|6276365||Emergency support for stabilizing individual limbs or body parts||2001-08-21||Stelzenmuller||128/820|
|4979520||Pediatric device for immobilizing injured infant utilizing a standard size backboard||1990-12-25||Boone, Jr. et al.|
|4735423||Sliding rump shield||1988-04-05||Foss||280/18|
|4665908||Extrication and spinal restraint device||1987-05-19||Calkin|
|4492225||Cradles and minerva jackets, and manufacturing material therefor||1985-01-08||Picolet||128/87R|
|4043325||Cervical collars||1977-08-23||Ochs et al.|
|3774825||BACK PACK FOR UNDERWATER BREATHING APPARATUS AND THE LIKE||1973-11-27||Schone||224/25|
1. Field of the Invention
The present invention relates to physical restraints and braces. In particular, this invention relates to the field of cervical restraints for infants and small children.
2. Description of the Related Art
When a person suffers a traumatic neck or spinal injury it is often necessary to immobilize the person's head and neck so as to prevent further injury. Devices designed to perform this function in adults often are not suitable for use on infants and toddlers. Problems with existing restraints include: an inability to adjust to fit small children, adjustment means that are difficult to operate, devices that are not easily washable and reusable, and the fact that existing devices do not provide support sufficient to align the cervical spine and open an infants airway.
U.S. Pat. No. 4,043,325 is typical of the prior art in this area. The '325 invention teaches of a strip of resistantly-resilient material which is of a length such that the ends of the material overlap when the material is encircled around a wearer's neck. The '325 invention also has several straps which secure they collar to a support such as a spine board, but are not used to fasten the collar around the wearer's neck. The present invention is a neck restraint of a uniform width that, unlike the device of the '325 patent, has a height between the chin and the collar bone which can be adjusted according to the size of the patient. The present invention also has a means of supporting the patient's back and thereby aligning the cervical spine and opening the infant's airway, a feature which is lacking from the '325 patent. The present invention is constructed with flexible materials which facilitate the cleaning and reuse of the restraint, a feature which is also not present in the '325 patent. Finally the present invention is specifically designed to fit toddlers and infants unlike the neck support apparatus described in the '325 patent.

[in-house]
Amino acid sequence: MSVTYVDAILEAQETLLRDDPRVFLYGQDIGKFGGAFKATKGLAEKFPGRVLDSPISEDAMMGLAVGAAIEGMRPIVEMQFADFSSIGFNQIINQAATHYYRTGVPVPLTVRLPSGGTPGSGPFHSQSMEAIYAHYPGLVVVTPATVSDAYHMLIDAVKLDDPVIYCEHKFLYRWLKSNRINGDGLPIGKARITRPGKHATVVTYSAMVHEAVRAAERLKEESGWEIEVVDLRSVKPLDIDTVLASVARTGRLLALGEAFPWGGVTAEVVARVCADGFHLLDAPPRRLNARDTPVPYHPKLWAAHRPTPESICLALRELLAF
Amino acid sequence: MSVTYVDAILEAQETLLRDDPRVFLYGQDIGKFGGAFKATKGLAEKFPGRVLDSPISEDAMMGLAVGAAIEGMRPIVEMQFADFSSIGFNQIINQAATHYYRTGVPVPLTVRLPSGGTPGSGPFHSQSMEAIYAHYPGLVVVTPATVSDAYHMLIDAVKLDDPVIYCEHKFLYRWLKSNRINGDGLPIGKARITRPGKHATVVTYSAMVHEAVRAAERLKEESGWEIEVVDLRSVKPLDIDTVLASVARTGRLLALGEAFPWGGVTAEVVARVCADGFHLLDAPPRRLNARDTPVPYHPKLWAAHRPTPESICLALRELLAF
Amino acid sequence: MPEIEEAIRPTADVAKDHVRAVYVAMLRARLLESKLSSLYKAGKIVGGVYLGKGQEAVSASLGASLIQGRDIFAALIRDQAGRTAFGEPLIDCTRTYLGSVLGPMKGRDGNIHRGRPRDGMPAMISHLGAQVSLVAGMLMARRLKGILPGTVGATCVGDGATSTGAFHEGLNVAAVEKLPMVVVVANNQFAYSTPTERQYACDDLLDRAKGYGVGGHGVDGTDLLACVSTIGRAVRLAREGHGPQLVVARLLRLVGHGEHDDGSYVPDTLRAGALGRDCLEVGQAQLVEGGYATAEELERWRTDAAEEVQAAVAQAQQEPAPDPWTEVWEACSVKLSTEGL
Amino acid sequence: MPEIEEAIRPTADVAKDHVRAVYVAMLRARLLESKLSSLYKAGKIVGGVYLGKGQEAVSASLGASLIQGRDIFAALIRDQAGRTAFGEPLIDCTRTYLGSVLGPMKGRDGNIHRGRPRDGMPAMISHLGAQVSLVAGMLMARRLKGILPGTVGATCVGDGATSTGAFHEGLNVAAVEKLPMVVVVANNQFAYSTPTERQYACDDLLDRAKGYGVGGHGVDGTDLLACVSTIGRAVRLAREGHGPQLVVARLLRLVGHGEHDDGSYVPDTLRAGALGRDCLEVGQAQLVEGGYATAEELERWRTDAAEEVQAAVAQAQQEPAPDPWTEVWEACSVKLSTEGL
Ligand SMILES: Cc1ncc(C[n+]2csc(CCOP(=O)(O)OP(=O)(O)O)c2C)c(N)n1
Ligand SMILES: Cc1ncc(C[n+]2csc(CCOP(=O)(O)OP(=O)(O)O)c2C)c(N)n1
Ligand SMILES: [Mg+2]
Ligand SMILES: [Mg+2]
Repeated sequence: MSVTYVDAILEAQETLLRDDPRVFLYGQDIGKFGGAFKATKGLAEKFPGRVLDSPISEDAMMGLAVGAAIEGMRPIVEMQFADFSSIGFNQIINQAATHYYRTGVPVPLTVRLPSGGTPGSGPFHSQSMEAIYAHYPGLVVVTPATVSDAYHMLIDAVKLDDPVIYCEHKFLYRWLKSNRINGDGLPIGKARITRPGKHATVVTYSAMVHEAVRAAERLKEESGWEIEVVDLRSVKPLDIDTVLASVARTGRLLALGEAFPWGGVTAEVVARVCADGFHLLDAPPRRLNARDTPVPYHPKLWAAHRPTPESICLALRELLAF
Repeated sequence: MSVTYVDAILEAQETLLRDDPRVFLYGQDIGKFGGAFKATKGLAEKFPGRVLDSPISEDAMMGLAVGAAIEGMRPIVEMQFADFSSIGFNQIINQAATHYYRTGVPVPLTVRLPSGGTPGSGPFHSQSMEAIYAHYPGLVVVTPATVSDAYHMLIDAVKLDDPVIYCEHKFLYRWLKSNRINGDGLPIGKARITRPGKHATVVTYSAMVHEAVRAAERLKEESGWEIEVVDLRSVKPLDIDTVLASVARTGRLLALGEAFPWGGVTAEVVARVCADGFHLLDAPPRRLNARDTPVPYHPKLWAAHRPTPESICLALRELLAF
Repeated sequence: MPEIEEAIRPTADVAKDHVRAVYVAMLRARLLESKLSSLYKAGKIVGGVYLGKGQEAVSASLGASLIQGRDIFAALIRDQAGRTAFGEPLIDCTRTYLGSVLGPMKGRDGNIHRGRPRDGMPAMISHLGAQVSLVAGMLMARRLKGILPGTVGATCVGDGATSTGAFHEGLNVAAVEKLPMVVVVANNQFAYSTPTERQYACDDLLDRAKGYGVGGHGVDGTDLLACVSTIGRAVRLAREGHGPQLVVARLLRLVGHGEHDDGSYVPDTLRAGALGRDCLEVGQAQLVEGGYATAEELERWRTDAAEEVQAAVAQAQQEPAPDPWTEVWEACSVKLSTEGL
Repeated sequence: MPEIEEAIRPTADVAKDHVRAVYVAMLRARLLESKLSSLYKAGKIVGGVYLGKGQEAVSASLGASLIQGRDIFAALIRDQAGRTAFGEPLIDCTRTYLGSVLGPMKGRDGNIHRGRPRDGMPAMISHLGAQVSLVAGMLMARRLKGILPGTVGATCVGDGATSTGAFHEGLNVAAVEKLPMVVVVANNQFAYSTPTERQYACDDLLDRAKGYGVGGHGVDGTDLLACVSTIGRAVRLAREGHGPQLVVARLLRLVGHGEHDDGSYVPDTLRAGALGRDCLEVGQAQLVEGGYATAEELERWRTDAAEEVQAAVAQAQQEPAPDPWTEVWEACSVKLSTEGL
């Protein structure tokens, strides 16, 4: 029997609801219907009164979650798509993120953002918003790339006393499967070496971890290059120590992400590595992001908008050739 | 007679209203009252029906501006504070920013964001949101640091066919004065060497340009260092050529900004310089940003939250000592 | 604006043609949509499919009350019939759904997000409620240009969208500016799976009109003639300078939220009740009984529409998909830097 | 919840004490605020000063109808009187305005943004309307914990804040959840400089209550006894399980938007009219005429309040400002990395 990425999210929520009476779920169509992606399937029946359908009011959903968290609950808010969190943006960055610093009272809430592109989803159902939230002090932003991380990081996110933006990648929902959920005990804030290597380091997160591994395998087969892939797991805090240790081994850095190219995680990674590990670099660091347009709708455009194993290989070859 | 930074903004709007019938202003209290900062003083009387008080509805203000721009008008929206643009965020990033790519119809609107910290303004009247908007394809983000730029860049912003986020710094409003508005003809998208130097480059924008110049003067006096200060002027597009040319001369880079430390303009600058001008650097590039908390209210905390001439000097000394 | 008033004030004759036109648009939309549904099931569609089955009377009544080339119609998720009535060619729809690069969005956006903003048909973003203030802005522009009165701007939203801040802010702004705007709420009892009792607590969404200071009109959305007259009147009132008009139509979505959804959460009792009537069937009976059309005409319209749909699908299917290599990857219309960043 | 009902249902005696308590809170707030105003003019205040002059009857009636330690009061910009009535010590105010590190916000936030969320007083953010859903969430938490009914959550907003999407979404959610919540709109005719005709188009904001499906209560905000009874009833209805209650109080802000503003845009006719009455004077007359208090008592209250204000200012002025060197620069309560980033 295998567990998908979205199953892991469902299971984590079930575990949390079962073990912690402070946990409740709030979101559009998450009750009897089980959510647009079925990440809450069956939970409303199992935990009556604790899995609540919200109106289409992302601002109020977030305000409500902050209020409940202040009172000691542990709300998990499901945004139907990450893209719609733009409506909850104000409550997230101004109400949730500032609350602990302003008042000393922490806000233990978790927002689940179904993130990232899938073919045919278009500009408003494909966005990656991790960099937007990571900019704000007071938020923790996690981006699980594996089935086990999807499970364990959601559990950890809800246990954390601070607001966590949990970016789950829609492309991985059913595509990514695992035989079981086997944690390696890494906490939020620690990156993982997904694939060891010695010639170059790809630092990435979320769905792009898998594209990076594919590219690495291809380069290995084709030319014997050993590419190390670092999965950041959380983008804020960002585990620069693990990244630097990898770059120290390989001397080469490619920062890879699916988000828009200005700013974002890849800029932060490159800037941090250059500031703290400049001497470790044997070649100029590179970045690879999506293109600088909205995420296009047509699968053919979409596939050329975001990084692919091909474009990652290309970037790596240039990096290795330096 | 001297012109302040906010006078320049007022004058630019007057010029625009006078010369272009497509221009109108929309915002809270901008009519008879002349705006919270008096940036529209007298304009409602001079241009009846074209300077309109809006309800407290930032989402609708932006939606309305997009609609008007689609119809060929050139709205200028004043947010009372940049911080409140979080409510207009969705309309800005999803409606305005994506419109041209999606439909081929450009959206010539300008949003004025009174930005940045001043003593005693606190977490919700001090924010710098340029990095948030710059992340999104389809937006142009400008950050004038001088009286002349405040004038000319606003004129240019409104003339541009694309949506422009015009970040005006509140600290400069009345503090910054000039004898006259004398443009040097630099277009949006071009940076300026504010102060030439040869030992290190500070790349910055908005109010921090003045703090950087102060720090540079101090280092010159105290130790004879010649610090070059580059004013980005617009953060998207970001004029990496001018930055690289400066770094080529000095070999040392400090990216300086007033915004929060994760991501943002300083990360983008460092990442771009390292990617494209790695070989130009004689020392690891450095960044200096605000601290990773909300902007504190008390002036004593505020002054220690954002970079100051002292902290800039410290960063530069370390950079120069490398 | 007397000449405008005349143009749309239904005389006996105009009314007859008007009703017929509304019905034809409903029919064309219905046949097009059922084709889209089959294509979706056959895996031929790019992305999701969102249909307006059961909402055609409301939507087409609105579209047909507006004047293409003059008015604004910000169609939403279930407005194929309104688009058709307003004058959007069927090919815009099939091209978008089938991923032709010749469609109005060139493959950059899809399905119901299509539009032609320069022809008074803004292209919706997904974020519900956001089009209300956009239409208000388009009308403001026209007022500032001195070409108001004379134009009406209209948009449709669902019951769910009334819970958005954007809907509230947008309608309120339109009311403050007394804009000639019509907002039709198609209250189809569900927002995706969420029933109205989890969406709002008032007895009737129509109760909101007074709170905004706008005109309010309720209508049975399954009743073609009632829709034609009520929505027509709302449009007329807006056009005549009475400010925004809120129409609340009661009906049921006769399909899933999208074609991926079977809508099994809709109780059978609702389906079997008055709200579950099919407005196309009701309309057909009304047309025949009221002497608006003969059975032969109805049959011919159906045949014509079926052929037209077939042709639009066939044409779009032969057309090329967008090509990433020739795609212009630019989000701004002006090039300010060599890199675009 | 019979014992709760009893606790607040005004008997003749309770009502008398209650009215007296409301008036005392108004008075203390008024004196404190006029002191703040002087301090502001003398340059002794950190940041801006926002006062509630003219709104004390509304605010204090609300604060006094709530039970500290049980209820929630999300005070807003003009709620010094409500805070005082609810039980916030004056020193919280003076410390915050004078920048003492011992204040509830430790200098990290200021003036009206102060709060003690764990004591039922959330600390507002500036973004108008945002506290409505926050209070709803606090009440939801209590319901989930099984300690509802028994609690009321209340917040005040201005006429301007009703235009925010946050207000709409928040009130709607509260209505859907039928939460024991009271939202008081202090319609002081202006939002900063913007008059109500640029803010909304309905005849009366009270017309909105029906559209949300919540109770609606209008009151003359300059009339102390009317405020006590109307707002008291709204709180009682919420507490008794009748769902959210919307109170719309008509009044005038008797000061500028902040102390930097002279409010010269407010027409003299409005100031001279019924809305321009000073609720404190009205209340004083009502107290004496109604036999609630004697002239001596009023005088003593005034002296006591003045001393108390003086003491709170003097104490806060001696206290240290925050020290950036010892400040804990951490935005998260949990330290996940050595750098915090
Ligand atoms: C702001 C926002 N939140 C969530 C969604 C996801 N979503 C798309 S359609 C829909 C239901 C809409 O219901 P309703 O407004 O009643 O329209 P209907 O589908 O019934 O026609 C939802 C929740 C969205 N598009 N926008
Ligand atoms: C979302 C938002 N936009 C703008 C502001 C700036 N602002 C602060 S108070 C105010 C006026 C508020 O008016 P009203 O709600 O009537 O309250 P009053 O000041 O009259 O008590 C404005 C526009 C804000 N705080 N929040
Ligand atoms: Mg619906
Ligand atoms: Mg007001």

Other inventions which attempt to restrain the neck after an injury, such as the device described in U.S. Pat. No. 3,897,777, require that the head of a patient be sandwiched between pillow-like lobes. These types of inventions differ from the present invention in that they require that a patient be affixed to a spine board or be lying on their backs in order to function properly as a neck restraint. Also these inventions are not easily washable and reusable, do not open airways or align the cervical vertebrae, and are not adjustable to the sizes needed for small children.